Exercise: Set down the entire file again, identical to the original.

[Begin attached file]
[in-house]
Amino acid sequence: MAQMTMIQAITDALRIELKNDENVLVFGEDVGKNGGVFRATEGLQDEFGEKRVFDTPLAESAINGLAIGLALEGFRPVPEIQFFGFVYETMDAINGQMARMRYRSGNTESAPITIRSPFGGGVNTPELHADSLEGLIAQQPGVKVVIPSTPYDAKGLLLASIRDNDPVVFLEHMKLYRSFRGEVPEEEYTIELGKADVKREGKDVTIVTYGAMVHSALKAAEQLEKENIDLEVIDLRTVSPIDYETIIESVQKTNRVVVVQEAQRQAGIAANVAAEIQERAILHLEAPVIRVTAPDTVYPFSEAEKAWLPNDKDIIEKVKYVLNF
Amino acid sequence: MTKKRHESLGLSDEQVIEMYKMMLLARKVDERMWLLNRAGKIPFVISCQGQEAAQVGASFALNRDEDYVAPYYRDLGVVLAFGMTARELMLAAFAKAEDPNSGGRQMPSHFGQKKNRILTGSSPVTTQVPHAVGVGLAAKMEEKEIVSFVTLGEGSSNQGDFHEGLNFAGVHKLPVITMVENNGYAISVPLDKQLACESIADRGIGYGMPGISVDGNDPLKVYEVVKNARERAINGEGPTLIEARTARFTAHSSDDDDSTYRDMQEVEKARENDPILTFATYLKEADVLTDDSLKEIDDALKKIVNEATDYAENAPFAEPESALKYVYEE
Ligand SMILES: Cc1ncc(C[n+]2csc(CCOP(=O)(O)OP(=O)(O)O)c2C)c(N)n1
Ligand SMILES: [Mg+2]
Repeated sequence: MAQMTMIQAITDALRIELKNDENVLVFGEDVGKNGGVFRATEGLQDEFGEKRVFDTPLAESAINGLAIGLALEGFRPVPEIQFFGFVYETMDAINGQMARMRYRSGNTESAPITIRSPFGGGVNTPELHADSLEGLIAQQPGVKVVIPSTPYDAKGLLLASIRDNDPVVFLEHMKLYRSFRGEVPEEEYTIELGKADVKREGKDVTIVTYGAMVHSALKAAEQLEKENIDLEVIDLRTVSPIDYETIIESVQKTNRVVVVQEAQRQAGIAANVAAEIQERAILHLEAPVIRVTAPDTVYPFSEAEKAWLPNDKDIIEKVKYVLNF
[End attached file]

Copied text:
[in-house]
Amino acid sequence: MAQMTMIQAITDALRIELKNDENVLVFGEDVGKNGGVFRATEGLQDEFGEKRVFDTPLAESAINGLAIGLALEGFRPVPEIQFFGFVYETMDAINGQMARMRYRSGNTESAPITIRSPFGGGVNTPELHADSLEGLIAQQPGVKVVIPSTPYDAKGLLLASIRDNDPVVFLEHMKLYRSFRGEVPEEEYTIELGKADVKREGKDVTIVTYGAMVHSALKAAEQLEKENIDLEVIDLRTVSPIDYETIIESVQKTNRVVVVQEAQRQAGIAANVAAEIQERAILHLEAPVIRVTAPDTVYPFSEAEKAWLPNDKDIIEKVKYVLNF
Amino acid sequence: MTKKRHESLGLSDEQVIEMYKMMLLARKVDERMWLLNRAGKIPFVISCQGQEAAQVGASFALNRDEDYVAPYYRDLGVVLAFGMTARELMLAAFAKAEDPNSGGRQMPSHFGQKKNRILTGSSPVTTQVPHAVGVGLAAKMEEKEIVSFVTLGEGSSNQGDFHEGLNFAGVHKLPVITMVENNGYAISVPLDKQLACESIADRGIGYGMPGISVDGNDPLKVYEVVKNARERAINGEGPTLIEARTARFTAHSSDDDDSTYRDMQEVEKARENDPILTFATYLKEADVLTDDSLKEIDDALKKIVNEATDYAENAPFAEPESALKYVYEE
Ligand SMILES: Cc1ncc(C[n+]2csc(CCOP(=O)(O)OP(=O)(O)O)c2C)c(N)n1
Ligand SMILES: [Mg+2]
Repeated sequence: MAQMTMIQAITDALRIELKNDENVLVFGEDVGKNGGVFRATEGLQDEFGEKRVFDTPLAESAINGLAIGLALEGFRPVPEIQFFGFVYETMDAINGQMARMRYRSGNTESAPITIRSPFGGGVNTPELHADSLEGLIAQQPGVKVVIPSTPYDAKGLLLASIRDNDPVVFLEHMKLYRSFRGEVPEEEYTIELGKADVKREGKDVTIVTYGAMVHSALKAAEQLEKENIDLEVIDLRTVSPIDYETIIESVQKTNRVVVVQEAQRQAGIAANVAAEIQERAILHLEAPVIRVTAPDTVYPFSEAEKAWLPNDKDIIEKVKYVLNF